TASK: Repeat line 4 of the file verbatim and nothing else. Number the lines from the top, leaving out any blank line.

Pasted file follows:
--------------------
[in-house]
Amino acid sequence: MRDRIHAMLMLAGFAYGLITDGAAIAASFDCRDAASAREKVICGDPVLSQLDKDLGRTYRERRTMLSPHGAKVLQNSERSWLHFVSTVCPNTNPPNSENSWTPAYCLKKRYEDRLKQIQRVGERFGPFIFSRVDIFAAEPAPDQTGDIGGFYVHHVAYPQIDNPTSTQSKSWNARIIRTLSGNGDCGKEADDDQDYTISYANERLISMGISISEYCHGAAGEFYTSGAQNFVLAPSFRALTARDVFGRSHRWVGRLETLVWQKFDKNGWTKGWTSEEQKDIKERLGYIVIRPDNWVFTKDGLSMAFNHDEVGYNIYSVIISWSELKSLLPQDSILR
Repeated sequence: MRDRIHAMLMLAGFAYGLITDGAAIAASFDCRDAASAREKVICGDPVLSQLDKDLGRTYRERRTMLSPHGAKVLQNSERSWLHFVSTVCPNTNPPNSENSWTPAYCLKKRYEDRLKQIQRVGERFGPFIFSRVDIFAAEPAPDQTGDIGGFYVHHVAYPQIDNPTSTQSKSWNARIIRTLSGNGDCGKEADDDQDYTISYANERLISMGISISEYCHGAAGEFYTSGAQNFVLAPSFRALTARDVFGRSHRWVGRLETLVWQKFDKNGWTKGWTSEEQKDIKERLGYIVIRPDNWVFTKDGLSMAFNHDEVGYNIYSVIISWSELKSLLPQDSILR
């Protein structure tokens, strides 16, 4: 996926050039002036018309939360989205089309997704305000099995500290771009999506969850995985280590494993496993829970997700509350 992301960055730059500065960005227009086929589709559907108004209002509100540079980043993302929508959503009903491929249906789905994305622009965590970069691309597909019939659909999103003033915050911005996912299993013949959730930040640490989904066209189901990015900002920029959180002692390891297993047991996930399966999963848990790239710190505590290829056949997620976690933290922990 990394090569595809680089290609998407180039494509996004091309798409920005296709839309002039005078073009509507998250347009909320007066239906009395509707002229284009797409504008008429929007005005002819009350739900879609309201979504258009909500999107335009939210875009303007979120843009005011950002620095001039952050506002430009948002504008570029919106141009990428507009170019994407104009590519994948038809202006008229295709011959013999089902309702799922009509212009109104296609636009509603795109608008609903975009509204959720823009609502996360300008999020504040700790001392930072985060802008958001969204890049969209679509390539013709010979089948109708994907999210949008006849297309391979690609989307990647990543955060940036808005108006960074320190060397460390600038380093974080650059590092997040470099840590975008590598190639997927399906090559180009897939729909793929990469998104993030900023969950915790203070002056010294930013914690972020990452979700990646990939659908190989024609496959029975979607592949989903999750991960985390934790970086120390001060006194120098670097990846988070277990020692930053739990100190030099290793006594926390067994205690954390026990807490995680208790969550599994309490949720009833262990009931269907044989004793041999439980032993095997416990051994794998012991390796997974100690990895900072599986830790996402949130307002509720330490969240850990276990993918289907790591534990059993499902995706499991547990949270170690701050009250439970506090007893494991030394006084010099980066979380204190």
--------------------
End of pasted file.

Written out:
């Protein structure tokens, strides 16, 4: 996926050039002036018309939360989205089309997704305000099995500290771009999506969850995985280590494993496993829970997700509350 992301960055730059500065960005227009086929589709559907108004209002509100540079980043993302929508959503009903491929249906789905994305622009965590970069691309597909019939659909999103003033915050911005996912299993013949959730930040640490989904066209189901990015900002920029959180002692390891297993047991996930399966999963848990790239710190505590290829056949997620976690933290922990 990394090569595809680089290609998407180039494509996004091309798409920005296709839309002039005078073009509507998250347009909320007066239906009395509707002229284009797409504008008429929007005005002819009350739900879609309201979504258009909500999107335009939210875009303007979120843009005011950002620095001039952050506002430009948002504008570029919106141009990428507009170019994407104009590519994948038809202006008229295709011959013999089902309702799922009509212009109104296609636009509603795109608008609903975009509204959720823009609502996360300008999020504040700790001392930072985060802008958001969204890049969209679509390539013709010979089948109708994907999210949008006849297309391979690609989307990647990543955060940036808005108006960074320190060397460390600038380093974080650059590092997040470099840590975008590598190639997927399906090559180009897939729909793929990469998104993030900023969950915790203070002056010294930013914690972020990452979700990646990939659908190989024609496959029975979607592949989903999750991960985390934790970086120390001060006194120098670097990846988070277990020692930053739990100190030099290793006594926390067994205690954390026990807490995680208790969550599994309490949720009833262990009931269907044989004793041999439980032993095997416990051994794998012991390796997974100690990895900072599986830790996402949130307002509720330490969240850990276990993918289907790591534990059993499902995706499991547990949270170690701050009250439970506090007893494991030394006084010099980066979380204190």